Washington is set to become the first state to enter the private health insurance market with a universally available public option.
A set of tiered public plans will cover standard services and are expected to be up to 10% cheaper than comparable private insurance, thanks in part to savings from a cap on rates paid to providers. But unlike existing government-managed plans, Washington’s public plans are set to be available to all residents regardless of income by 2021.
The Legislature approved the plan last month, and Gov. Jay Inslee is scheduled to sign it into law Monday.
The move thrusts Washington into the national debate over the government’s role in health care, with a hybrid model that puts the state to the left of market-only approaches but stops short of a completely public system.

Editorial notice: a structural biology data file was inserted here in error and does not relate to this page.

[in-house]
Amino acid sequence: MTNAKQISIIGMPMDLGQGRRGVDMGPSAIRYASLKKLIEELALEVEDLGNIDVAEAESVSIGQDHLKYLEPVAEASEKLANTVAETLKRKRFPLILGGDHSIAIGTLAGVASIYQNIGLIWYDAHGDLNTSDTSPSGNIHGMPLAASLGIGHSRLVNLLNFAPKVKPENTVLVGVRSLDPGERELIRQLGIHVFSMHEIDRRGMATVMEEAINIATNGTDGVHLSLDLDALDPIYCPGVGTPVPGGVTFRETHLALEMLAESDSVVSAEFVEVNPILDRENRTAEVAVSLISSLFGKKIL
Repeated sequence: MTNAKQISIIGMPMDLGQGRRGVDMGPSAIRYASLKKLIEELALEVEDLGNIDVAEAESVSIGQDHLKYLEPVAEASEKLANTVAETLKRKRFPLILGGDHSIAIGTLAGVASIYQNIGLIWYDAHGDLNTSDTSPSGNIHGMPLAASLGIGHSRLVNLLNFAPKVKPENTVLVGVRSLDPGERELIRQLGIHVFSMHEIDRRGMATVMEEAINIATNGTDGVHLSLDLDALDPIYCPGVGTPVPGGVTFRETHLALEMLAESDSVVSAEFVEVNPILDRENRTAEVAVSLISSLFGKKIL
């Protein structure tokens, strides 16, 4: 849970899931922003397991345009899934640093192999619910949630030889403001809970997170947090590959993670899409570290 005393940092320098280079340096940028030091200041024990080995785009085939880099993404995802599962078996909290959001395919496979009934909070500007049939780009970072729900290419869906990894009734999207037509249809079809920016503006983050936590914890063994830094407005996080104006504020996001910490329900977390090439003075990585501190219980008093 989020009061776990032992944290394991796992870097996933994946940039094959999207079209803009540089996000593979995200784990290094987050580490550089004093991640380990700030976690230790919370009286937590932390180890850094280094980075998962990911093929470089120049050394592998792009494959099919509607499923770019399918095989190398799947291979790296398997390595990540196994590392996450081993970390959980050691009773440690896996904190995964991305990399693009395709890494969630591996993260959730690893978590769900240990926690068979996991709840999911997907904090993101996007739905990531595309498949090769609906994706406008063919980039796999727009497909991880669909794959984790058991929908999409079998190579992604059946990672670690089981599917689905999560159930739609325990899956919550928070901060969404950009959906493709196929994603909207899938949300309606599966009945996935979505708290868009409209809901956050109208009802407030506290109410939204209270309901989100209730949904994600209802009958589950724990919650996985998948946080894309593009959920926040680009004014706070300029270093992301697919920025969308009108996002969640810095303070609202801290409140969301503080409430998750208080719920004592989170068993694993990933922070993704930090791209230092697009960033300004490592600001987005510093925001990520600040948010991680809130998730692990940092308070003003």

Instead, the state will dictate the terms of the public option plans but hire private insurance companies to administer them, saving the state from having to create a new bureaucracy — and guaranteeing a role for the insurance industry in managing the new public option.